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establishment folks. bush has another chance to figure out how he wants to talk about rubio. basic has another chance to contrast himself within that lane. john: the stakes for bush as high as they were in the last debate. as devastating as it was the way he performed, are even higher now because the opportunity and pressure is more. who mightcandidate have been a west point graduate. we will ask the ben carson candidate advisor armstrong williams about the biggest story of the date when we come back and exactly 60 seconds. ♪
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>> i would say to the people of
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america, do you think i am a pathological liar or an honest person? i will leave up to the american people to make that decision. today, dr. ben carson and his campaign are dealing with that political report about the candidate's history with west point military academy. here to talk about the story and the campaign's response is one of dr. carson's closest advisors and friends, armstrong williams, who is with us from our washington bureau. mr. williams, thank you for joining us. we appreciate it. >> mark and john, my pleasure to join you. mark: as we discussed earlier, part of the story has been unfair to dr. carson as it has come out. i want to focus on a few areas where there are facts in dispute. do you can see the language dr. carson has used saying he was offered a full scholarship is at a minimum inaccurate and misleading? >> no, we don't. mark: ok. explain to us who offered him a
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full scholarship. story when he was in high school was during the late 1960's. the details of the story was he was an outstanding -- outstanding in rotc. where he a function recalled the details of generalist moreland and others in attendance. they were aware of his high academic scores as a person in rotc. they had a discussion about the him,scores would qualify if he were interested in it wasg to west point, sort of like if you apply, we are confident you will get in. understand what getting in for any west point applicant, if they are accepted, that is an automatic scholarship because all of your tuition is paid. how heson talked about
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was flattered by it but realized he only had $10. in addition to this, he had all these other applications coming in and only had $10. he made his gamble because he really wanted to attend yale. he pages $10 and was accepted -- he paid his $10 and was accepted. the later notified this people in that conversation he would not apply because he was planning to attend you because his aspirations were to always become a physician. john: to go back to? asked, -- to go back to the question that mark asked, how does that constitute an offer of any kind? that is what got dr. carson -- that is what dr. carson has claimed in the past. he wrote in his book he was offered a full scholarship. you talked to charlie was a month ago and said he was offered a full scholarship to west point. now he says it was informal and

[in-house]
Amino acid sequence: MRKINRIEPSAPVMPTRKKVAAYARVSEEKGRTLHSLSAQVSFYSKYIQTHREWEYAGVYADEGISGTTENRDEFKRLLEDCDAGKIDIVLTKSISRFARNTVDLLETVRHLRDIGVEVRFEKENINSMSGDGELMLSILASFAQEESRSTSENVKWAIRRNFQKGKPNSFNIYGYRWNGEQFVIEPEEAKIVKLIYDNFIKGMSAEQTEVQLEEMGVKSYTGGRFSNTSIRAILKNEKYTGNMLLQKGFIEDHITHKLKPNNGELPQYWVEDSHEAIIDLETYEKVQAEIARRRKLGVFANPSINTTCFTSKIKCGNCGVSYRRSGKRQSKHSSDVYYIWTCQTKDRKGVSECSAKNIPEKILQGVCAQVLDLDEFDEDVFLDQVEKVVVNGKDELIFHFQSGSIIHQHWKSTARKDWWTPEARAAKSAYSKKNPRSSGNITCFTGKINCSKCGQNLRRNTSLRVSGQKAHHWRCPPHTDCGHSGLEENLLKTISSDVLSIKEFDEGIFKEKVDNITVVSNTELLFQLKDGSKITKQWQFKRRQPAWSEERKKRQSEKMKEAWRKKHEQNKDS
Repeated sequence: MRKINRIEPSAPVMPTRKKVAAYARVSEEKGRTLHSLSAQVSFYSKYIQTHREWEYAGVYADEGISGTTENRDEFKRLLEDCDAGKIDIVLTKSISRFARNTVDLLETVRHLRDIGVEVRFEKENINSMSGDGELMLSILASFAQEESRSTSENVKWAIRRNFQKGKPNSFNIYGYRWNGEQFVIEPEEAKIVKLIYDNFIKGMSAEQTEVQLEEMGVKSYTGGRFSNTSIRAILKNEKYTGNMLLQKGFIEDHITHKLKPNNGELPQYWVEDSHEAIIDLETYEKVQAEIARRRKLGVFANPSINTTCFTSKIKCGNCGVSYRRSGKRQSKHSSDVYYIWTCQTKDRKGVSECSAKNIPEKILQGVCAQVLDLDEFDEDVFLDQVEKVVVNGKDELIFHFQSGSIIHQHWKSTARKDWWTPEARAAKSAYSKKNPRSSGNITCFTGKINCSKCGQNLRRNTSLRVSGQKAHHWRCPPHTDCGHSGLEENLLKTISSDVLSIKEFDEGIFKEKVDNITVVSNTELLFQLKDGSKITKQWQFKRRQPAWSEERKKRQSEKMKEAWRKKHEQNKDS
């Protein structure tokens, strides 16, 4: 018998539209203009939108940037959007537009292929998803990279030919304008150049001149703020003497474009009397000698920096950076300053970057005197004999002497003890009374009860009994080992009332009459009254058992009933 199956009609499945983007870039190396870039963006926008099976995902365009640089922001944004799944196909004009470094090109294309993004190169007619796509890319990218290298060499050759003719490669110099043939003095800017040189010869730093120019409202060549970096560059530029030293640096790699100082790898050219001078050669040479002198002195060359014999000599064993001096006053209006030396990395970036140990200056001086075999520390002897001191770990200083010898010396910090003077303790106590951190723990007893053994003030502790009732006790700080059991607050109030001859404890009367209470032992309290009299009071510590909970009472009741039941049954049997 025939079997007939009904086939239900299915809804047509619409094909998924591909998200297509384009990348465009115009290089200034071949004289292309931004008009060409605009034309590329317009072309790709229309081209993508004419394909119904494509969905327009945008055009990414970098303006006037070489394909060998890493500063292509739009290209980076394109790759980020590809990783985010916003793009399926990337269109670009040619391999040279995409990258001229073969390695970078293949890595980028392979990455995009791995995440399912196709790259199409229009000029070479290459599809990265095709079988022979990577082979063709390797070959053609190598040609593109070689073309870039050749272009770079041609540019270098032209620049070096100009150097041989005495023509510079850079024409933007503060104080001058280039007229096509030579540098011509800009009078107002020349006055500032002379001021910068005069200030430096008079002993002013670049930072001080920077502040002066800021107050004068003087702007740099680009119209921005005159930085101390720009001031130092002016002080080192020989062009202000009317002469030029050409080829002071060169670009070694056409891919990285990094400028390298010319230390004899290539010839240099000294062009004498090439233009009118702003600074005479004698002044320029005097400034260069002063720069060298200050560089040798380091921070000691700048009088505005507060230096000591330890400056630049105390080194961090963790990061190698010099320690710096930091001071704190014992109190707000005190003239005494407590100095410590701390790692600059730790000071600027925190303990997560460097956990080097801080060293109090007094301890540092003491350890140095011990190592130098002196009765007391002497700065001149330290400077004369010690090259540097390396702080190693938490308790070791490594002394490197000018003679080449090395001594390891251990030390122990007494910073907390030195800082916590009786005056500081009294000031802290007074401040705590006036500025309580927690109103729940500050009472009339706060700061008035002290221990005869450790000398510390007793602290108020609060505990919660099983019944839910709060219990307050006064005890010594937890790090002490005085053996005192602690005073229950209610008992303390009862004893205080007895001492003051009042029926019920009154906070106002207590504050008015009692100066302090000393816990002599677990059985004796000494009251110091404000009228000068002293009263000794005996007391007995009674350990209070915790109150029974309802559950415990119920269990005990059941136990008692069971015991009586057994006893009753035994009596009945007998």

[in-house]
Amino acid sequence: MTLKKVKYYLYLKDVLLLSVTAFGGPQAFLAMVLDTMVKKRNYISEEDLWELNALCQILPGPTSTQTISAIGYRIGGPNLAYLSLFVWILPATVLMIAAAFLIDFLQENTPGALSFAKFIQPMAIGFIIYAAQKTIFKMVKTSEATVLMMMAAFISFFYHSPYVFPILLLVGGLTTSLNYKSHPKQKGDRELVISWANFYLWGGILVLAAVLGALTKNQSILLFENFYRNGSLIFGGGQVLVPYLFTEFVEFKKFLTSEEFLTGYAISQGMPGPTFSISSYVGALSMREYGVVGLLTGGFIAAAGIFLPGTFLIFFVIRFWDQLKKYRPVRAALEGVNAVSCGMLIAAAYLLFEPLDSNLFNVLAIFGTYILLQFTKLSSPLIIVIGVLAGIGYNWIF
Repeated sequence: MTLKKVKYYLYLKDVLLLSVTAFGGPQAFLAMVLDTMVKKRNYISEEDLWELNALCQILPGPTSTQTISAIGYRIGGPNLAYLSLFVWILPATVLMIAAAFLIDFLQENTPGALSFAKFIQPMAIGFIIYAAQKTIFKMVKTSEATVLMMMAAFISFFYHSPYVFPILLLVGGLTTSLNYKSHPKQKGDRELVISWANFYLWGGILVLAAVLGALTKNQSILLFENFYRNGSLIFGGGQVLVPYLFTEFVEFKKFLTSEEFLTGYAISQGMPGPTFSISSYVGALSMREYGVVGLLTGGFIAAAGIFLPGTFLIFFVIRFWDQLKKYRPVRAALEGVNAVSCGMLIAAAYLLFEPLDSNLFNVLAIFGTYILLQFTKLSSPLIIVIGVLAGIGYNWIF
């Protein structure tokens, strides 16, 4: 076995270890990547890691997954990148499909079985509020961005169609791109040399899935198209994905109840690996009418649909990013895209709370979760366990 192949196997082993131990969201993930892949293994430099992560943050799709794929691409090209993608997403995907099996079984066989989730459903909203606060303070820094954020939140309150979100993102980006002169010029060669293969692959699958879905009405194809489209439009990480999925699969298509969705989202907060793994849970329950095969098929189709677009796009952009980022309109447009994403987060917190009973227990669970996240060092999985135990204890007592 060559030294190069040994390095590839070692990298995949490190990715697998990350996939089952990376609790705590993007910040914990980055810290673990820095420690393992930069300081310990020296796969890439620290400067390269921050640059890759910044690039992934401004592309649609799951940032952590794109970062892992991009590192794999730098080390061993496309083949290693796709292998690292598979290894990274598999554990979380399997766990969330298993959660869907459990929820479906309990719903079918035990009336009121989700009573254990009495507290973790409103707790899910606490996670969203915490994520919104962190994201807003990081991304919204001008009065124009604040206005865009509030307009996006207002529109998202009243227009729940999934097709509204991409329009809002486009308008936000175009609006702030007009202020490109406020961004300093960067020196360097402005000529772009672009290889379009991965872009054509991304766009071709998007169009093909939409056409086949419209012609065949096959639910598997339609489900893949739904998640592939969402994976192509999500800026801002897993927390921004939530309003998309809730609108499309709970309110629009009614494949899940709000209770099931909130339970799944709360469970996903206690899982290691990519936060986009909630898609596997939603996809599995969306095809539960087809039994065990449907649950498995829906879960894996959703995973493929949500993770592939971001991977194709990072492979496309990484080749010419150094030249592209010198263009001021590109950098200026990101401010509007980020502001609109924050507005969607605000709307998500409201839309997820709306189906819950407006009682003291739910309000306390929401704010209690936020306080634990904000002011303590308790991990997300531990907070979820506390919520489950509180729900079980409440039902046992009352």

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we could easily get you a scholarship to west point. the seem to be different things. the account you gave and the account he is giving. fair point. but it is all about interpretation. if you are a 16-year-old kid, high school, and from the inner city, you have to consider the time. you are in conversations with people and it is awe-inspiring. they say we can get you in. and it means a scholarship to in his mind, he was offered a scholarship. fast-forward to today, somebody may interpret that differently. but sincerely he felt if he applied, that he sort of got the week that given this mesh is scoring that he would have gotten a scholarship to west point. overreacted to the politico headline. the account you are giving is very reasonable. we should make it clear, dr. carson has said in the past
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consistently he only apply to one school, yale. that suggests he could not have gotten a formal offer. i still go back to this because it dovetails with the story about questions of his accounts about violence in his past. be as specific as you can. who said things to him that led him to believe he had the equivalent of what a 16-year-old with look at as an offer? was it westmoreland were others -- or others? >> dr. carson, if you read the passages in his book, he mentions -- look, i am not going to because of journalism and integrity people expect from all of us try to interpret almost 50 years ago who was in that room and what caused dr. carson to interpret a full scholarship. he does recall it. he has told the story consistently. he said it to me. mark: does he know the names of the people he would site and you do not know them or he does not
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remember which would be reasonable? >> we are not saying that. whatever is in the passage of his book, it is my recollection he did mention names. he did mention general westmoreland. today he was on was sean hannity, he seemed to be backing away from any specifics. beenems on one had to have making relatively specific claims the book and now saying i am not sure who i mentioned. everyone is entitled to a foggy memory about things that happened 50 years ago. but he was very precise in some accounts he had earlier given. how do you explain that discrepancy? >> john, it is one thing to give accounts when you are not in the fire and not forced to recount that memory almost a half a century ago. i think what you heard today in his interview with sean hannity is this issue has forced him to second-guess himself. not the fact that it did not happen.